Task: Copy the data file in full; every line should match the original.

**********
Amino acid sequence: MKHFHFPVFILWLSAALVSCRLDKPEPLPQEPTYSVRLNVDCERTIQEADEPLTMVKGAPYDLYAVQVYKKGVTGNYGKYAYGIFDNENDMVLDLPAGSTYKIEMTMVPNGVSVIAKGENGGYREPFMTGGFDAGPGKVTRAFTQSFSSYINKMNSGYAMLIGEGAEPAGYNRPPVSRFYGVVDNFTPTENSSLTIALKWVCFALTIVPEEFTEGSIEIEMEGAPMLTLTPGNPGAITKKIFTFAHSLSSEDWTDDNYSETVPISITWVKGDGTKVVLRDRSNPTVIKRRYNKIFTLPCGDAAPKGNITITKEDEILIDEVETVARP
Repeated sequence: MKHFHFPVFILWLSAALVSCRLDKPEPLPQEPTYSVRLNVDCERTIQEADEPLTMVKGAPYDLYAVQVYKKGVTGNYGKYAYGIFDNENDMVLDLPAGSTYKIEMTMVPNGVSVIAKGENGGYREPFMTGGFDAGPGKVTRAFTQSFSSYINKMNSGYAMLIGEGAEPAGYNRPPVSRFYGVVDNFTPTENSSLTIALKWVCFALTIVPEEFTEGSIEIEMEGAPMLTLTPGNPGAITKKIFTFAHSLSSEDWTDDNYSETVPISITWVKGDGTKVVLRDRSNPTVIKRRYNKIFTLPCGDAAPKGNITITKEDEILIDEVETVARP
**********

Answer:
Amino acid sequence: MKHFHFPVFILWLSAALVSCRLDKPEPLPQEPTYSVRLNVDCERTIQEADEPLTMVKGAPYDLYAVQVYKKGVTGNYGKYAYGIFDNENDMVLDLPAGSTYKIEMTMVPNGVSVIAKGENGGYREPFMTGGFDAGPGKVTRAFTQSFSSYINKMNSGYAMLIGEGAEPAGYNRPPVSRFYGVVDNFTPTENSSLTIALKWVCFALTIVPEEFTEGSIEIEMEGAPMLTLTPGNPGAITKKIFTFAHSLSSEDWTDDNYSETVPISITWVKGDGTKVVLRDRSNPTVIKRRYNKIFTLPCGDAAPKGNITITKEDEILIDEVETVARP
Repeated sequence: MKHFHFPVFILWLSAALVSCRLDKPEPLPQEPTYSVRLNVDCERTIQEADEPLTMVKGAPYDLYAVQVYKKGVTGNYGKYAYGIFDNENDMVLDLPAGSTYKIEMTMVPNGVSVIAKGENGGYREPFMTGGFDAGPGKVTRAFTQSFSSYINKMNSGYAMLIGEGAEPAGYNRPPVSRFYGVVDNFTPTENSSLTIALKWVCFALTIVPEEFTEGSIEIEMEGAPMLTLTPGNPGAITKKIFTFAHSLSSEDWTDDNYSETVPISITWVKGDGTKVVLRDRSNPTVIKRRYNKIFTLPCGDAAPKGNITITKEDEILIDEVETVARP